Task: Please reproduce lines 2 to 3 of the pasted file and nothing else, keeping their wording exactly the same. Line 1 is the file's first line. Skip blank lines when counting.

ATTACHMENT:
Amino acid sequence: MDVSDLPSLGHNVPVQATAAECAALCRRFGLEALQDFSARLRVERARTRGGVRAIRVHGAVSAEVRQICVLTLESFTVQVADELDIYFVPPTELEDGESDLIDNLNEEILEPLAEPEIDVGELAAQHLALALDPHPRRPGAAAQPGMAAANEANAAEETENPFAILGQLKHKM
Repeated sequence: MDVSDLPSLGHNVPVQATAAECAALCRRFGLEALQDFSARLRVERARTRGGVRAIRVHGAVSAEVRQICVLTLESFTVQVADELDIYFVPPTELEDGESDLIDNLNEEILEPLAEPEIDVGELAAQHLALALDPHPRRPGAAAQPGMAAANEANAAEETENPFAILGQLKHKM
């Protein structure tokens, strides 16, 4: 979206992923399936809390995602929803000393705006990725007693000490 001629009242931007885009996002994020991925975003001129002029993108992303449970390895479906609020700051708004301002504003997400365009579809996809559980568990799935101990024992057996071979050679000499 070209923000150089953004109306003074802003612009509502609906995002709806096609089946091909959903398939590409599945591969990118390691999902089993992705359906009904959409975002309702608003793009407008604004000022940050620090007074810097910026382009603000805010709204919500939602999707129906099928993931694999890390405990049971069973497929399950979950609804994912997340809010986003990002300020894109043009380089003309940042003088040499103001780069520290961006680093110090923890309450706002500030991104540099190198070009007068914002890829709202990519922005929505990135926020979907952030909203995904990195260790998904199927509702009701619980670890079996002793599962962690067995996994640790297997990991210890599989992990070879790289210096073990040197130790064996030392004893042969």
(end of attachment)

Repeated sequence: MDVSDLPSLGHNVPVQATAAECAALCRRFGLEALQDFSARLRVERARTRGGVRAIRVHGAVSAEVRQICVLTLESFTVQVADELDIYFVPPTELEDGESDLIDNLNEEILEPLAEPEIDVGELAAQHLALALDPHPRRPGAAAQPGMAAANEANAAEETENPFAILGQLKHKM
């Protein structure tokens, strides 16, 4: 979206992923399936809390995602929803000393705006990725007693000490 001629009242931007885009996002994020991925975003001129002029993108992303449970390895479906609020700051708004301002504003997400365009579809996809559980568990799935101990024992057996071979050679000499 070209923000150089953004109306003074802003612009509502609906995002709806096609089946091909959903398939590409599945591969990118390691999902089993992705359906009904959409975002309702608003793009407008604004000022940050620090007074810097910026382009603000805010709204919500939602999707129906099928993931694999890390405990049971069973497929399950979950609804994912997340809010986003990002300020894109043009380089003309940042003088040499103001780069520290961006680093110090923890309450706002500030991104540099190198070009007068914002890829709202990519922005929505990135926020979907952030909203995904990195260790998904199927509702009701619980670890079996002793599962962690067995996994640790297997990991210890599989992990070879790289210096073990040197130790064996030392004893042969």